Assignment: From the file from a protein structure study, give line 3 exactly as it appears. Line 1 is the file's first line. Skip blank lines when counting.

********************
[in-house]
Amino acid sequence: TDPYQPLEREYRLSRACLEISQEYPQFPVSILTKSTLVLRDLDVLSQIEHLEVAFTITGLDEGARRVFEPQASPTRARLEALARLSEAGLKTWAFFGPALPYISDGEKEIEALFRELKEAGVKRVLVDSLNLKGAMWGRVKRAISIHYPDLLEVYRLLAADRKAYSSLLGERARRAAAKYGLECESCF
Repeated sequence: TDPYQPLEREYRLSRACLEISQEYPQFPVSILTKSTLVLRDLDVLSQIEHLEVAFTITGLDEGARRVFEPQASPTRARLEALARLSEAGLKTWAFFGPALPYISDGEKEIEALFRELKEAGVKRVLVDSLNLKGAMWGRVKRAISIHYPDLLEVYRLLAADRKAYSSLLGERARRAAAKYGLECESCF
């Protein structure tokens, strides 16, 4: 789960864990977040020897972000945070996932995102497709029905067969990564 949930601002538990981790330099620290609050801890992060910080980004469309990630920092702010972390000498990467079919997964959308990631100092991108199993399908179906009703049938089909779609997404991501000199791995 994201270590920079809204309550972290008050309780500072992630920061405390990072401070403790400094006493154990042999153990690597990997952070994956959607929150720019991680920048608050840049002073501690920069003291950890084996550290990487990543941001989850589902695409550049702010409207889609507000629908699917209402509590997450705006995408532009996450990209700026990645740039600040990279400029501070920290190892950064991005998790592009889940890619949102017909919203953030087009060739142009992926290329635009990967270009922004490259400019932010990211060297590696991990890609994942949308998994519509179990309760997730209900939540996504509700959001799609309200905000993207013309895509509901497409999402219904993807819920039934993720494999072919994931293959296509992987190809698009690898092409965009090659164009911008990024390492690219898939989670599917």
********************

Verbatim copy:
Repeated sequence: TDPYQPLEREYRLSRACLEISQEYPQFPVSILTKSTLVLRDLDVLSQIEHLEVAFTITGLDEGARRVFEPQASPTRARLEALARLSEAGLKTWAFFGPALPYISDGEKEIEALFRELKEAGVKRVLVDSLNLKGAMWGRVKRAISIHYPDLLEVYRLLAADRKAYSSLLGERARRAAAKYGLECESCF